By Kristen Miller
COKATO, DASSEL, MN - A wide range of activities offered year-round to children of all ages helps make Cokato and Dassel an even more appealing community for young families.
From golf in the summer to hockey in the winter, there are plenty of opportunities for youth to get out and enjoy the great outdoors anytime of the year.
Some of the top programs available include the Bill Hempel Golf Program, Outdoor Youth Hockey, Community Education’s summer recreation programs, and Dassel-Cokato Baseball Association’s youth baseball programs.
Bill Hempel Golf Program
Last summer, there were 63 youth, grades three through nine, who participated in the Bill Hempel Golf Program at Cokato Town and Country Club.
“We’re very fortunate that [the country club] allows us to bring our kid on the course Thursday mornings,” said Colleen Compton, DC Community Education programs coordinator.
The program runs Thursdays from 8 a.m. to noon for seven weeks from early June through mid-July.
It’s open to beginners and advanced players and instructed by Rick Gross among other instructors including few high school golfers.
“I think it’s good because children of all levels of ability can come out and play,” Gross said, noting it’s low-stress and high on fun.
The program is also convenient because it’s right in town at the Cokato Town and Country Club, he said. “We really appreciate all they do for us.”
The summer golf program offers young people a taste for the sport and may encourage them to continue playing throughout high school, Compton explained.
“It’s a wholesome, worthwhile activity for kids to do in the summertime,” she said.
Registration is through DC Community Education.
Outdoor DC Youth Hockey
Hockey is undoubtedly a popular sport in the Cokato and Dassel area, judging by the number of participants in its outdoor hockey program.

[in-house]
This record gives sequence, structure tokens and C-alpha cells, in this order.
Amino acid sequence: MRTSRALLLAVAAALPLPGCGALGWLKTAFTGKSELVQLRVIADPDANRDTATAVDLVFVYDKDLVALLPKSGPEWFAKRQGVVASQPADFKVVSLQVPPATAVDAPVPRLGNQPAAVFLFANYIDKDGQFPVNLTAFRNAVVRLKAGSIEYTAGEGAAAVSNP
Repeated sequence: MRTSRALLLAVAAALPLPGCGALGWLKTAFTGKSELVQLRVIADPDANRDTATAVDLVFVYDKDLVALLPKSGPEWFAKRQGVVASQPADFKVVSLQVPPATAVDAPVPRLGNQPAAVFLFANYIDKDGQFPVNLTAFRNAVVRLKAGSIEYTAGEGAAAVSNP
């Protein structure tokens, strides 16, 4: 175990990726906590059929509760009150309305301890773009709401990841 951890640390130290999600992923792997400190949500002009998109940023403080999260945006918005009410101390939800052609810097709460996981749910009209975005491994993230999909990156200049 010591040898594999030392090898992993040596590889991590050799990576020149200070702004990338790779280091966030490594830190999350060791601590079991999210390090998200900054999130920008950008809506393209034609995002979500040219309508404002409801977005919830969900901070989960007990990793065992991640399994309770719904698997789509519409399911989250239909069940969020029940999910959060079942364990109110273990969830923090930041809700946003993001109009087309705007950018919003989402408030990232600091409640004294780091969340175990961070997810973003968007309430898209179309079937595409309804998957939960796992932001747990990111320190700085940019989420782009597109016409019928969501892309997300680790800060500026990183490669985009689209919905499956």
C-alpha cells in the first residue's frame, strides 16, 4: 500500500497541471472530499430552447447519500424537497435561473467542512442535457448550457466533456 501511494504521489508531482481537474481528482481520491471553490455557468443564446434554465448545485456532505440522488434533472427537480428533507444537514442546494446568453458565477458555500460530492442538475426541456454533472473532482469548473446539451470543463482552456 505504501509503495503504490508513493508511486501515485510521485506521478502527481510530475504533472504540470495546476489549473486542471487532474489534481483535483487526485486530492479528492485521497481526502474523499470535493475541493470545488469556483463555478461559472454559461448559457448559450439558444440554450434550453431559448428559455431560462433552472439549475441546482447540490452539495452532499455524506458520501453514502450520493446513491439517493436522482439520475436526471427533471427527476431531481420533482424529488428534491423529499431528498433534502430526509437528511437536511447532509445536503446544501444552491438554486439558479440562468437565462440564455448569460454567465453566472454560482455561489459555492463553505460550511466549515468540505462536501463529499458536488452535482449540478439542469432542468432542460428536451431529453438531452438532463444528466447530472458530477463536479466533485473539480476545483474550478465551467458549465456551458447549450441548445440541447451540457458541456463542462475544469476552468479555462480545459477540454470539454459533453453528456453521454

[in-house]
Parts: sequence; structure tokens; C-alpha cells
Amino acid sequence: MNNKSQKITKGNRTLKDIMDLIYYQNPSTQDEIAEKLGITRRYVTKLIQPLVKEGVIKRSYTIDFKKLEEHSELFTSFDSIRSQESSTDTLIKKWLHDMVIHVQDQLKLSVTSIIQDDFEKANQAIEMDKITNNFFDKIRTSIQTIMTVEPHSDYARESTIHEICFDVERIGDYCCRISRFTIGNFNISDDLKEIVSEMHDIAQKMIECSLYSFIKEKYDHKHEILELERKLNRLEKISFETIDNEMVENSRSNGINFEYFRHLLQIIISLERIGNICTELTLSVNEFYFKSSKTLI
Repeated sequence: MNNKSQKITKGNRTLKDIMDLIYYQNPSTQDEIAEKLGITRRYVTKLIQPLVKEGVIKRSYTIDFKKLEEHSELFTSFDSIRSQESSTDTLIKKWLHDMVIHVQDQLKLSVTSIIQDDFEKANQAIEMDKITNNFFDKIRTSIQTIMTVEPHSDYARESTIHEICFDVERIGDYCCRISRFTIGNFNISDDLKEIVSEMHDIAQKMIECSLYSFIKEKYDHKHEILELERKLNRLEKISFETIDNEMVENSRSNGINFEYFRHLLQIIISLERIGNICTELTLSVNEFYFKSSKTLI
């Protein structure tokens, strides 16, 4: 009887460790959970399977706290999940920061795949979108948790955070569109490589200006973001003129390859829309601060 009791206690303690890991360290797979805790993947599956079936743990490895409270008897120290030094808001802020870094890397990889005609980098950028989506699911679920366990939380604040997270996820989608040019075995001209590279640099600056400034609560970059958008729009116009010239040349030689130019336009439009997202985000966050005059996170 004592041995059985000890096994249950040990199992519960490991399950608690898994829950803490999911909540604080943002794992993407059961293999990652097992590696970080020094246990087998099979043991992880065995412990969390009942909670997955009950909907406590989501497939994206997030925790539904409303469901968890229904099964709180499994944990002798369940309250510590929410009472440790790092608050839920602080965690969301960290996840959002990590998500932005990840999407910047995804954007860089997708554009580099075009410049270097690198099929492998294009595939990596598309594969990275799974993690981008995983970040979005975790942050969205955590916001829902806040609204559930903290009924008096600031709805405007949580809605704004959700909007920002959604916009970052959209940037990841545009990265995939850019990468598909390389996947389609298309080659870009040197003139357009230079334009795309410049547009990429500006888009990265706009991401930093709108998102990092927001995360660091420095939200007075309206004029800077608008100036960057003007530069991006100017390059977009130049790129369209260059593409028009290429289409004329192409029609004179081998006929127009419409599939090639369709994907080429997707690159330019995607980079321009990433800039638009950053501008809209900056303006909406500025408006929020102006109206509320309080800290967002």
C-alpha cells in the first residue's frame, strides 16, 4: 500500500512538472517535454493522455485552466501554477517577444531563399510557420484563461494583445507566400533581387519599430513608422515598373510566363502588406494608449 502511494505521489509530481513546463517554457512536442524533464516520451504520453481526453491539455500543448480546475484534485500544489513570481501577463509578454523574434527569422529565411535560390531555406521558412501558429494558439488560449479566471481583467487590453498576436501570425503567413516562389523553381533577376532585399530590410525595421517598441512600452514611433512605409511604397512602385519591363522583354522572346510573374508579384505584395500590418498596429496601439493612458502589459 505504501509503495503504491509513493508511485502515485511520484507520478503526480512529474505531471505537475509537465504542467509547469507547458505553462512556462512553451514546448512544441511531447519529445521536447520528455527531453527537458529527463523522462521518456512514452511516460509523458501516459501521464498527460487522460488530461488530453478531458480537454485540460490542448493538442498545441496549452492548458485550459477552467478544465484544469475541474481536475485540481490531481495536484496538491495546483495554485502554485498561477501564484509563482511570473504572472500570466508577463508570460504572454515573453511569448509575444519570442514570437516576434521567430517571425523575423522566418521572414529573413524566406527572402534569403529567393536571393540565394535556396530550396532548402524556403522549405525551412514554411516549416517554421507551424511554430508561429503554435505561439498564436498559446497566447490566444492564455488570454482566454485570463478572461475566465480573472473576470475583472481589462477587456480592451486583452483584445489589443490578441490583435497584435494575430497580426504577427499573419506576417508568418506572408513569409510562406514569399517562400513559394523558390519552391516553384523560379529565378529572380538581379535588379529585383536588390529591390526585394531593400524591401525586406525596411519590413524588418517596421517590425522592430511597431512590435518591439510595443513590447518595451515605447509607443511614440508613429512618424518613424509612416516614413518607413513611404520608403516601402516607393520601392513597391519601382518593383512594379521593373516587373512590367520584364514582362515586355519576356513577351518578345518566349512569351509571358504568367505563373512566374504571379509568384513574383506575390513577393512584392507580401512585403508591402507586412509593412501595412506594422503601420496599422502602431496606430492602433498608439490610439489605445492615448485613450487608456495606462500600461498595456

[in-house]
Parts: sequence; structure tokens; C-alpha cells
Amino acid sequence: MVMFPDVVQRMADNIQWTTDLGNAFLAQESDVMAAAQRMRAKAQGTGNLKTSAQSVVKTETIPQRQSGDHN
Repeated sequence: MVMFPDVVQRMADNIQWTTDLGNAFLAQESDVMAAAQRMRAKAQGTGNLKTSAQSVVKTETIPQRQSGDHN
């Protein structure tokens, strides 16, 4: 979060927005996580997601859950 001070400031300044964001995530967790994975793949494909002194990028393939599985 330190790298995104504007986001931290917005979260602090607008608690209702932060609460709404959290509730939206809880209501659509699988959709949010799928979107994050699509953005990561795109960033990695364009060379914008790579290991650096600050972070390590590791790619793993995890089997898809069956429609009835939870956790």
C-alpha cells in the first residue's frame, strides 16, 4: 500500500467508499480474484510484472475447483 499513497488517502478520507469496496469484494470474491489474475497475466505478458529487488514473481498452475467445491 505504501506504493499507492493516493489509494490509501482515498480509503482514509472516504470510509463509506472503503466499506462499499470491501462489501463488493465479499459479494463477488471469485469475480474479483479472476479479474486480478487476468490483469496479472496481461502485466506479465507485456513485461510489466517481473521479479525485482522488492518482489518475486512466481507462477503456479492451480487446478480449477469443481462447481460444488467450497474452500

This year, there are 98 kids, in kindergarten through sixth grade, who are participating in the program, which started Dec. 28 and runs through late-February.
Coordinators and instructors for the program are Abe Niemela and Maurice Niemela, along with several parents who volunteer their time to help coach.
“It couldn’t be done without the commitments from parents,” Maurice said.
The low-pressure program attracts kids from surrounding communities because it’s a lot less intense and not as time- consuming as some hockey programs can get, Maurice explained.
The program is twice a week, Tuesday nights, with kindergarten through third grade from 6 to 7:30 p.m., and 7:30 to 9 p.m. for grades four through six; and then again Saturday mornings.
The program is split into two age groups, but separated by abilities and utilizes all three of the outdoor rinks at Mooers Park in Cokato.
Beginners learn the basics, and the advanced players can get a little more intense by learning more of the fundamentals of the sport.
“It gives you an introduction to [hockey],” Maurice said, adding that kids are able to get a feel for the sport and whether or not they will continue with it.
Currently, the outdoor program only goes through sixth grade, but options are being discussed for the older grades, Maurice said. Currently, grades seven and above will begin the Litchfield/Dassel-Cokato (L/DC) hockey program at the Litchfield arena.
“It’s fun to see them develop,” Maurice said, adding that the outdoor program allows for “a pretty seamless transition when they go to L/DC.”